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Living with Erb’s Palsy: Practical and emotional support for parents and families

October 15, 2021

Lindsey Caplan independent Erb's Palsy expert

Following Part One; ‘What is Erb’s Palsy?, Part Two; ‘Living with Erb’s Palsy’, uncovers the very best practical and emotional support available for families, with Lindsey Caplan BACP.

Lindsey has a wealth of experience as a counsellor and is a registered member of the British Association for Counselling and Psychotherapy (BACP).

In total, she has over 20 years’ experience, supporting parents of children with life limiting conditions and illnesses. Lindsey places a particular focus on supporting parents with disabled children to confront the many challenges ahead together.

Living a full and happy life with Erb’s Palsy

Erb’s Palsy is a condition that goes way beyond the life of the individual experiencing the paralysis.

In addition to this, living with a chronic muscle condition such as Erb’s Palsy won’t be easy.

In the counselling world, discovering what a new condition is has become known as the acknowledgment stage.

Essentially, acknowledgement is the first stage of moving forward.

Following many years working with both parents and children, the next step is generally about creating a brighter, more positive future.

From here, parents can identify positives that include knowing what Erb’s Palsy looks like and assess what else they need to grow as a functioning family.

Before being able to pinpoint what additional information or support is needed, the likelihood is one question remains; am I alone in experiencing this?

Ultimately, you should know that you aren’t alone. Even as the parent of a child experiencing paralysis such as Erb’s for the first time, this will feel overwhelming. It wouldn’t be normal if it didn’t.

What matters more than anything is appreciating that, although it may feel like it, you are not the first person experiencing this. You also will not be the last.

Erb’s Palsy support: Practical and emotional guidance

When a new condition hits you, such as Erb’s Palsy, you must remember that you are facing this for the first time, and it will feel like an uphill struggle.

Talking about your feelings, no matter how raw or difficult, can make a huge difference to you and your family.

Without realising it, you will feel a range of emotions and feelings towards conditions such as Erb’s Palsy and how it came to be.

For many families living with a disability or condition in their immediate circle, speaking about such experiences enables the family to go on to make more informed decisions.

By talking through what has happened, either with a friend or registered counsellor, you are metaphorically clearing away any debris that may have been blocking the road ahead.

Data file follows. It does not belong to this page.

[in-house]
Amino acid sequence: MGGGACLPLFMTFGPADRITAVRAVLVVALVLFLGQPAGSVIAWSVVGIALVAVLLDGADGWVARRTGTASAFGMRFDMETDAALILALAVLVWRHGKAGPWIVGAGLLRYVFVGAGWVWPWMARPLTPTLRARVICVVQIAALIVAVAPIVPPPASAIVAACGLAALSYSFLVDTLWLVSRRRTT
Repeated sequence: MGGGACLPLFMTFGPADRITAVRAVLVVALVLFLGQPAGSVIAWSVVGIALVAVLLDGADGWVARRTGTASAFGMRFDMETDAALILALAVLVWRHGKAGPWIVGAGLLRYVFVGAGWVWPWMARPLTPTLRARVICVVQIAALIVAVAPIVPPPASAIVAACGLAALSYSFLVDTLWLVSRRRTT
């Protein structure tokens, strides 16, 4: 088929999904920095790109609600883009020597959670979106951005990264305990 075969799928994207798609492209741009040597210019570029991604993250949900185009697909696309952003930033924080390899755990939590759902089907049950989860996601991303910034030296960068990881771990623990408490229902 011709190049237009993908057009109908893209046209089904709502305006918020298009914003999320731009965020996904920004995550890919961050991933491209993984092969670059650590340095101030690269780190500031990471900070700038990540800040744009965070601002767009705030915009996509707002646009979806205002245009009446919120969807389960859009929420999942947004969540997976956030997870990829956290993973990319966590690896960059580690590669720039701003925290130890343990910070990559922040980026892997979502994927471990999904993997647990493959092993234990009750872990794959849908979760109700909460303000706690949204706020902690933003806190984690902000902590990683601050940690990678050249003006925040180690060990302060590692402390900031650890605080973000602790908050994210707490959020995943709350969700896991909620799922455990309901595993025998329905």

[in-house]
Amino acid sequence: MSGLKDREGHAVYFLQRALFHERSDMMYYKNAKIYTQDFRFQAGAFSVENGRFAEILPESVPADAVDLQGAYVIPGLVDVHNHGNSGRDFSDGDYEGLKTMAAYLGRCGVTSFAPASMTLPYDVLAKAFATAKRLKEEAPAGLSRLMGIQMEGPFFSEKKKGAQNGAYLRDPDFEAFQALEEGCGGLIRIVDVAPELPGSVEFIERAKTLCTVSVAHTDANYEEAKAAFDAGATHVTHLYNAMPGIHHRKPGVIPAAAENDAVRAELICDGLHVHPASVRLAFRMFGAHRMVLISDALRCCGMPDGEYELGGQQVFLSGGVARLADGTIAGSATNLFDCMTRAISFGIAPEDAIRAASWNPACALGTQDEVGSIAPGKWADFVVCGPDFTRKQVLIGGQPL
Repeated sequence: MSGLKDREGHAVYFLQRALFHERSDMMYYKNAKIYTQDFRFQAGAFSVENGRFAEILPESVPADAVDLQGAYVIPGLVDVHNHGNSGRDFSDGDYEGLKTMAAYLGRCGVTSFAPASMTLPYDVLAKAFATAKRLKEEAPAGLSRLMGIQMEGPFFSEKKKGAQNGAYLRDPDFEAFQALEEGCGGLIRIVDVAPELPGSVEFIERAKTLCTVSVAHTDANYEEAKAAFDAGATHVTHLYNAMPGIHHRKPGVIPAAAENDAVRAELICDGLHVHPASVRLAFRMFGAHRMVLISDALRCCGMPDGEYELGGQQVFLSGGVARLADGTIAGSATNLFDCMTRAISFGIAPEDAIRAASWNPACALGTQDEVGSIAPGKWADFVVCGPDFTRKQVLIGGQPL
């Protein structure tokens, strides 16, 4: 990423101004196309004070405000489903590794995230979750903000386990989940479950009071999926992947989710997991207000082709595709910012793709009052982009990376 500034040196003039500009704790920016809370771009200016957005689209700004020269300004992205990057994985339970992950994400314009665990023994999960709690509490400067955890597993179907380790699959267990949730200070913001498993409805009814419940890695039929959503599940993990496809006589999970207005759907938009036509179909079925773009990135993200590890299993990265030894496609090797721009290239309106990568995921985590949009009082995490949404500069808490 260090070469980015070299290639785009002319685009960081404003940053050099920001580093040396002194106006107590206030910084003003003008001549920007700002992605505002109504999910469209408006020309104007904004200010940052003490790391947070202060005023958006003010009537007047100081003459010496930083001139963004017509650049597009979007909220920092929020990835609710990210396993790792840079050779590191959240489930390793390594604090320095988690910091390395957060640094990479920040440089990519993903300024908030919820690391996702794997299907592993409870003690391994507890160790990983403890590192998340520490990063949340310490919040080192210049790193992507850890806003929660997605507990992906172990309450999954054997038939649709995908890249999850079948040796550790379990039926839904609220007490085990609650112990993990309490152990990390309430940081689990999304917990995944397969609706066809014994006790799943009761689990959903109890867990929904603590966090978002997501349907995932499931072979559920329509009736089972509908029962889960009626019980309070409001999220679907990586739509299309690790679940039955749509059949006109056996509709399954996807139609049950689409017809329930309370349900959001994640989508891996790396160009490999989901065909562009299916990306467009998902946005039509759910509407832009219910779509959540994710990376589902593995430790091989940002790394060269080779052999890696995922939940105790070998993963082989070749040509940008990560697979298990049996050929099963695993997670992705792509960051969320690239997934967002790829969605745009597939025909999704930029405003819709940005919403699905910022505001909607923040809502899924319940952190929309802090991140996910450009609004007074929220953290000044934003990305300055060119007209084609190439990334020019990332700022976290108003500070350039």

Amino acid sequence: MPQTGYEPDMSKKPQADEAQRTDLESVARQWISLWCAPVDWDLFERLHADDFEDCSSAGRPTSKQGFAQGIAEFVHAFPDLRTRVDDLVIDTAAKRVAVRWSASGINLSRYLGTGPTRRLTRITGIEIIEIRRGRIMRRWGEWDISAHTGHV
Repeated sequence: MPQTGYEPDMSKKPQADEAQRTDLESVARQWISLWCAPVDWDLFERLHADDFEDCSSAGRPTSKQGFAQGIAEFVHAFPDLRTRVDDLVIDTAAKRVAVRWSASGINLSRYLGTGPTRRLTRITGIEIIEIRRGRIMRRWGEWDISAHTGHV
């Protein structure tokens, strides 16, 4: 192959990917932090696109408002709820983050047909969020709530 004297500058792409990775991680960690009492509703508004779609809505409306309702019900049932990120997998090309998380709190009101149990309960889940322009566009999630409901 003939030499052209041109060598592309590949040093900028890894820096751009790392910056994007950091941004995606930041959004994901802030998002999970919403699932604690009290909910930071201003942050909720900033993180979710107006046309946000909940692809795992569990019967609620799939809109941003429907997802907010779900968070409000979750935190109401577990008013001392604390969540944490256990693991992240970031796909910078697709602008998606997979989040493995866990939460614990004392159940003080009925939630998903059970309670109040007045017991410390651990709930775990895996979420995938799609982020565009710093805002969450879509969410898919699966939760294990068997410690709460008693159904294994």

If you are yet to do this, below is a list of resources open to you when learning to live with Erb’s Palsy.

Perhaps reading a little more around the subject and putting yourself in a safe place with others who are experiencing the same challenges may help.

From here, parents can identify positives that include knowing what Erb’s Palsy looks like and assess what else they need to grow as a functioning family.

Medical research & guides:

Physiopedia

A thorough journey through the condition, including useful video guides and explanations

Patient

A high level medical professional assessment of the condition

Move forward PT

A concise and useful physiotherapy guide to Erb’s Palsy

The UK’s leading Erb’s Palsy organisation: EPG

The Erb’s Palsy Group

The Erb’s Palsy Group was established in 1991 by Debbie Clark, who is a parent of a child with Erb’s Palsy.

After a seminal television interview with Lorraine Kelly in 1994, the groups membership grew overnight and has seen the group lead the away in Erb’s Palsy awareness here in the UK.

The British Trauma Association

A charity fully in support of women who have experience of birth trauma and post-traumatic stress disorder (PTSD) following birth.

According to the Associations latest research, about 30,000 women a year experience birth trauma in the UK with Erb’s Palsy being included within this figure.

Among many issues, birth trauma can also sometimes mean that it can be difficult for a mother to bond with their baby. In addition to their work, the group acknowledge that witnessing someone else’s trauma can also be traumatic, so partners can experience PTSD too.

Ellie Erb’s

Ellie, Herself, suffers from Erb’s Palsy and her blog and YouTube channel focus on providing support and insight to others who also have the condition. View and contact

If you suspect your child was born with Erb’s Palsy, speak to our expert team today on 0330 013 0251 or make your claim here

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